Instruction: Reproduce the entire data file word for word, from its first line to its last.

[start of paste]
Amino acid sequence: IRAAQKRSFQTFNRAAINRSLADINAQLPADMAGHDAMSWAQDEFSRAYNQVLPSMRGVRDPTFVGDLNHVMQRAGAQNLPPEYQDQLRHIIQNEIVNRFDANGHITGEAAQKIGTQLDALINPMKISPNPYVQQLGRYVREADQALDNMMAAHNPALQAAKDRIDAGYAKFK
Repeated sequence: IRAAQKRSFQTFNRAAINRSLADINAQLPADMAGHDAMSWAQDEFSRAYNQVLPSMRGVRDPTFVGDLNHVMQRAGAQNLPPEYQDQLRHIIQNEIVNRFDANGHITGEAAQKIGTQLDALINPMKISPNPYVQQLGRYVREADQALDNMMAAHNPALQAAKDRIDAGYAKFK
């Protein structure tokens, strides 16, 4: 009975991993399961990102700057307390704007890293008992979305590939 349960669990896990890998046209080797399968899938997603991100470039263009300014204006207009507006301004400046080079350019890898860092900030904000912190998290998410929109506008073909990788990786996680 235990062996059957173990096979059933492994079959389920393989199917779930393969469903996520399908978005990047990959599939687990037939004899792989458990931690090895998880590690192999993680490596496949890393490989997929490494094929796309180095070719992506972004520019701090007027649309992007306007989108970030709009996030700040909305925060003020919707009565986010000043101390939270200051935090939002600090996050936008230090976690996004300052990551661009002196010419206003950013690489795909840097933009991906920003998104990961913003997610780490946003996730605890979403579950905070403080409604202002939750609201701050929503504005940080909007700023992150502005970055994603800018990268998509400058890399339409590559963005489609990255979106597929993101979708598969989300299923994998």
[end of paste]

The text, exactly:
Amino acid sequence: IRAAQKRSFQTFNRAAINRSLADINAQLPADMAGHDAMSWAQDEFSRAYNQVLPSMRGVRDPTFVGDLNHVMQRAGAQNLPPEYQDQLRHIIQNEIVNRFDANGHITGEAAQKIGTQLDALINPMKISPNPYVQQLGRYVREADQALDNMMAAHNPALQAAKDRIDAGYAKFK
Repeated sequence: IRAAQKRSFQTFNRAAINRSLADINAQLPADMAGHDAMSWAQDEFSRAYNQVLPSMRGVRDPTFVGDLNHVMQRAGAQNLPPEYQDQLRHIIQNEIVNRFDANGHITGEAAQKIGTQLDALINPMKISPNPYVQQLGRYVREADQALDNMMAAHNPALQAAKDRIDAGYAKFK
């Protein structure tokens, strides 16, 4: 009975991993399961990102700057307390704007890293008992979305590939 349960669990896990890998046209080797399968899938997603991100470039263009300014204006207009507006301004400046080079350019890898860092900030904000912190998290998410929109506008073909990788990786996680 235990062996059957173990096979059933492994079959389920393989199917779930393969469903996520399908978005990047990959599939687990037939004899792989458990931690090895998880590690192999993680490596496949890393490989997929490494094929796309180095070719992506972004520019701090007027649309992007306007989108970030709009996030700040909305925060003020919707009565986010000043101390939270200051935090939002600090996050936008230090976690996004300052990551661009002196010419206003950013690489795909840097933009991906920003998104990961913003997610780490946003996730605890979403579950905070403080409604202002939750609201701050929503504005940080909007700023992150502005970055994603800018990268998509400058890399339409590559963005489609990255979106597929993101979708598969989300299923994998």